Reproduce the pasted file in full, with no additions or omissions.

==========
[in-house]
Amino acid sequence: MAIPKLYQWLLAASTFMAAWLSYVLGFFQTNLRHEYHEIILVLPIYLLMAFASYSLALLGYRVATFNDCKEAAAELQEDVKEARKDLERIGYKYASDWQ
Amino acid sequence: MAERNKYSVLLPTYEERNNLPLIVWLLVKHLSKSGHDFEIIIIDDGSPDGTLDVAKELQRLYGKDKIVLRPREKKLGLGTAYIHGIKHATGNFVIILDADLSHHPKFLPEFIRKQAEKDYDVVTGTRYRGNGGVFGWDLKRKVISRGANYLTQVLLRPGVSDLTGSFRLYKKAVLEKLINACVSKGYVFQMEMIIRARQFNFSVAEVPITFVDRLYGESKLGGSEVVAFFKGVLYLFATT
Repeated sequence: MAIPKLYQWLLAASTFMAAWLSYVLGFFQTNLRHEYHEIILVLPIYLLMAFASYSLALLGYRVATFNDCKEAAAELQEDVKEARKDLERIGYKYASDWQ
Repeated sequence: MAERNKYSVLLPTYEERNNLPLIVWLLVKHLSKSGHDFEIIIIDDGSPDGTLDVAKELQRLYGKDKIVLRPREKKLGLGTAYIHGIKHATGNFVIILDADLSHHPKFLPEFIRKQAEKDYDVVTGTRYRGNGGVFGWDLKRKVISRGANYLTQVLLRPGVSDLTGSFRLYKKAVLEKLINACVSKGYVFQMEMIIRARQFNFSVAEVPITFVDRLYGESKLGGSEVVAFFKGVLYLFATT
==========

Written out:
[in-house]
Amino acid sequence: MAIPKLYQWLLAASTFMAAWLSYVLGFFQTNLRHEYHEIILVLPIYLLMAFASYSLALLGYRVATFNDCKEAAAELQEDVKEARKDLERIGYKYASDWQ
Amino acid sequence: MAERNKYSVLLPTYEERNNLPLIVWLLVKHLSKSGHDFEIIIIDDGSPDGTLDVAKELQRLYGKDKIVLRPREKKLGLGTAYIHGIKHATGNFVIILDADLSHHPKFLPEFIRKQAEKDYDVVTGTRYRGNGGVFGWDLKRKVISRGANYLTQVLLRPGVSDLTGSFRLYKKAVLEKLINACVSKGYVFQMEMIIRARQFNFSVAEVPITFVDRLYGESKLGGSEVVAFFKGVLYLFATT
Repeated sequence: MAIPKLYQWLLAASTFMAAWLSYVLGFFQTNLRHEYHEIILVLPIYLLMAFASYSLALLGYRVATFNDCKEAAAELQEDVKEARKDLERIGYKYASDWQ
Repeated sequence: MAERNKYSVLLPTYEERNNLPLIVWLLVKHLSKSGHDFEIIIIDDGSPDGTLDVAKELQRLYGKDKIVLRPREKKLGLGTAYIHGIKHATGNFVIILDADLSHHPKFLPEFIRKQAEKDYDVVTGTRYRGNGGVFGWDLKRKVISRGANYLTQVLLRPGVSDLTGSFRLYKKAVLEKLINACVSKGYVFQMEMIIRARQFNFSVAEVPITFVDRLYGESKLGGSEVVAFFKGVLYLFATT